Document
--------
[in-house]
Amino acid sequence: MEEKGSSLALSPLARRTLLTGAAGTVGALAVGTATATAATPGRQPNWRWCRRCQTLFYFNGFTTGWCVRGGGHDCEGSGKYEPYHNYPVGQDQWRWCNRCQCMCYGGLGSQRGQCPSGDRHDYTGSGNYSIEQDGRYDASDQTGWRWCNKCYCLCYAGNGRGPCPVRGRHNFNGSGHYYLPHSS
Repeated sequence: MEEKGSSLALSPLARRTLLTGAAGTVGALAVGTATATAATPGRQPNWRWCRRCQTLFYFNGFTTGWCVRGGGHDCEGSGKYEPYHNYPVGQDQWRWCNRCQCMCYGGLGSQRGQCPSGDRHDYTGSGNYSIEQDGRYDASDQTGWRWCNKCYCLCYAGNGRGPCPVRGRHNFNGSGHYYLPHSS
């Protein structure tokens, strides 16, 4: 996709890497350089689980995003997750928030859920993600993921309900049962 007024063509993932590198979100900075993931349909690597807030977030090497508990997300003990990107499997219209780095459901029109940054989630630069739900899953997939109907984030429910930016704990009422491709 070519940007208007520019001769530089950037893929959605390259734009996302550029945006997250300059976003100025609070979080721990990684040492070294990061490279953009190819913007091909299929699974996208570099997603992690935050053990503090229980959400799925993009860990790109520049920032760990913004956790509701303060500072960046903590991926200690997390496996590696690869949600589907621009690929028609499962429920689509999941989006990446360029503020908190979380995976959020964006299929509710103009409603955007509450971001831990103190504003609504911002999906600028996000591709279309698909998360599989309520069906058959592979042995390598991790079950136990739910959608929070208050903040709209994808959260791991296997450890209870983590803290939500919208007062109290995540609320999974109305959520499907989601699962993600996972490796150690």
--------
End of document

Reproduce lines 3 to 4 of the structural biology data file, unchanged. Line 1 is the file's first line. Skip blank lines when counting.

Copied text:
Repeated sequence: MEEKGSSLALSPLARRTLLTGAAGTVGALAVGTATATAATPGRQPNWRWCRRCQTLFYFNGFTTGWCVRGGGHDCEGSGKYEPYHNYPVGQDQWRWCNRCQCMCYGGLGSQRGQCPSGDRHDYTGSGNYSIEQDGRYDASDQTGWRWCNKCYCLCYAGNGRGPCPVRGRHNFNGSGHYYLPHSS
């Protein structure tokens, strides 16, 4: 996709890497350089689980995003997750928030859920993600993921309900049962 007024063509993932590198979100900075993931349909690597807030977030090497508990997300003990990107499997219209780095459901029109940054989630630069739900899953997939109907984030429910930016704990009422491709 070519940007208007520019001769530089950037893929959605390259734009996302550029945006997250300059976003100025609070979080721990990684040492070294990061490279953009190819913007091909299929699974996208570099997603992690935050053990503090229980959400799925993009860990790109520049920032760990913004956790509701303060500072960046903590991926200690997390496996590696690869949600589907621009690929028609499962429920689509999941989006990446360029503020908190979380995976959020964006299929509710103009409603955007509450971001831990103190504003609504911002999906600028996000591709279309698909998360599989309520069906058959592979042995390598991790079950136990739910959608929070208050903040709209994808959260791991296997450890209870983590803290939500919208007062109290995540609320999974109305959520499907989601699962993600996972490796150690």